If the one picture you wanted to get required no extra permissions but a shot from the rear of the property would – then it would certainly be cheaper to just go for shots from the “easier” angle. Generally though, if we have put the work into planning the flight for one photo, we would certainly take a variety of shots that you can use too at no extra charge while we are at it.
One good aerial photograph of a house for sale can have such a massive impact on it’s visibility and engagement on property websites, so the value returned nearly always outweighs the cost.
If you have the equipment and are legally permitted to fly the mission, then, by all means, do it yourself. It’s fun and rewarding! Just be aware of the local regulations and fly responsibly.
However, currently in the UK, you need clearance from the Civil Aviation Authority and insurance if you fly a drone for commercial gain. If you don’t want to pay for all the CAA requirements, then book me instead! I have insurance and all the necessary training and certificates. Simple as that!
Absolutely! I would love to hear from you. I often am either booked out or too far away to take a certain contract. I will keep your details on file in case a customer requests something I cannot do and will pass them on to you. Send me an email and say hello!
Check out the White Label page if you require an experienced drone pilot for one of your operations.
Yes! I have a £1million Public Liability Insurance policy covering aerial operations.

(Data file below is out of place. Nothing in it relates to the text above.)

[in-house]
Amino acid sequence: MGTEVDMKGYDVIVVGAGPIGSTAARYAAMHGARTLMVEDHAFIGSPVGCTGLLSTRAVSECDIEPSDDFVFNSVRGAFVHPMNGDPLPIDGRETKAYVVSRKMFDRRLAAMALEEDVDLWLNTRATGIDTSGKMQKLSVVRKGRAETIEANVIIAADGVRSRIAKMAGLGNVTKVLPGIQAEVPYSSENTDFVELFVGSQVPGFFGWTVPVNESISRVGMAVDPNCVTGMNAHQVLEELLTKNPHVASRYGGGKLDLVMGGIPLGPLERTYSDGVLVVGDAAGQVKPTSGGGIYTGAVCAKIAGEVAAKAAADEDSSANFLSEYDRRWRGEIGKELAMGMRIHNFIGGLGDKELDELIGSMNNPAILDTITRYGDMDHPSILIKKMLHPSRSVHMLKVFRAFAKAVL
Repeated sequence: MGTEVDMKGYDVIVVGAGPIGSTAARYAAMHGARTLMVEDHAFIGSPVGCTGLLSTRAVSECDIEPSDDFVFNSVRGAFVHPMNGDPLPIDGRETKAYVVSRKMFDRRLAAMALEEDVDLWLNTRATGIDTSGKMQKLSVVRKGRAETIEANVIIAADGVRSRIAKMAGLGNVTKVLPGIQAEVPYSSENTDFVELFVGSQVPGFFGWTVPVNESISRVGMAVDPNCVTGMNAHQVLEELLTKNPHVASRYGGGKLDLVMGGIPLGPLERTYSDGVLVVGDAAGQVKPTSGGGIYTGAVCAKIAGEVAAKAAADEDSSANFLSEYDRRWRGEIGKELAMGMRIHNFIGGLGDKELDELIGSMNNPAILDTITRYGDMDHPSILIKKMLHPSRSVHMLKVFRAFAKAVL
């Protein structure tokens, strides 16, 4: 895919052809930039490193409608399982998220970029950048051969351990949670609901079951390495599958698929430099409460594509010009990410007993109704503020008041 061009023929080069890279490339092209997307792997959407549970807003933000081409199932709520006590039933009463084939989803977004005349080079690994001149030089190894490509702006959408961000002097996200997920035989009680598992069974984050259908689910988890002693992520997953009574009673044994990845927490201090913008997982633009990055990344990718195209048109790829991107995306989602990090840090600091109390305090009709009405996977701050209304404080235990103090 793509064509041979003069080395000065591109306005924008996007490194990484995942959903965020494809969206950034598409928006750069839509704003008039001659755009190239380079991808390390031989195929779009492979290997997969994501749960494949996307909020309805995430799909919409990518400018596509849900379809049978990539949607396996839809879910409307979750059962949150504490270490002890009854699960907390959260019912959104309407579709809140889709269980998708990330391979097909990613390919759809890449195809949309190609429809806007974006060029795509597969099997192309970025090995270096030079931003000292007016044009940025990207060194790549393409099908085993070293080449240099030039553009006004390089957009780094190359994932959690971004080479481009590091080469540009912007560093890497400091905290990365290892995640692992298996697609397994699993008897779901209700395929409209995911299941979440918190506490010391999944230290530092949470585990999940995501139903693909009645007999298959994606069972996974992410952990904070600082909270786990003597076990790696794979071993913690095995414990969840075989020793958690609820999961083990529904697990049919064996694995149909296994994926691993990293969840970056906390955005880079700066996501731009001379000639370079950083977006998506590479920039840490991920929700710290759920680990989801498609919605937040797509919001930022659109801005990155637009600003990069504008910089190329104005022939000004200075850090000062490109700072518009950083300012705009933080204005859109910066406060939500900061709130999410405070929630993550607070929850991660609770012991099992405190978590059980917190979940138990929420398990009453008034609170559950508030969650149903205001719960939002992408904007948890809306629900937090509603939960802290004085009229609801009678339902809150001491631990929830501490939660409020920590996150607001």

The website is just a brief outline of what is possible with a drone. There is no way I could list everything – weddings, erosion monitoring, building site progress etc.! Just get in touch.
That very much depends. Every project is very different and will involve different equipment and time. Projects even differ in what permissions we need to get from the Civil Aviation Authority – some being relatively simple and others requiring mountains of paperwork!
Just get in touch, let me know your requirements and I can work out an estimated price.
I am based in Manchester, UK but often travel all over the world with work.
I don’t add silly per-mile charges for travel – I just charge my expenses and time travelling at a very fair rate.
I can often be found flying a drone in Blackburn, Blackpool, Bolton, Bradford, Chesterfield, Huddersfield, Lake District, Leeds, Liverpool, Manchester, The Peak District, Preston, Sheffield, Warrington and the Yorkshire Dales.
If you need a trained drone pilot anywhere in the UK, please get in contact.
Yes! And there are no aviation regulations to contend with so planning is much easier! And I have insurance in place for indoor flying.
Whether for inspecting hard to reach areas or a promo video, I can help you out. Check out this post for a sneak peek inside a theatre.
Drones are powered by electricity. Electricity and water do not mix! Unfortunately, we can not fly in wet conditions or high winds. The safety of everyone is my highest priority, so we either wait out the weather or postpone the operation.
Exact details of weather clauses will be outlined before we sign a contract, but it’s all very fair stuff – we all accept that the weather in the UK is unpredictable!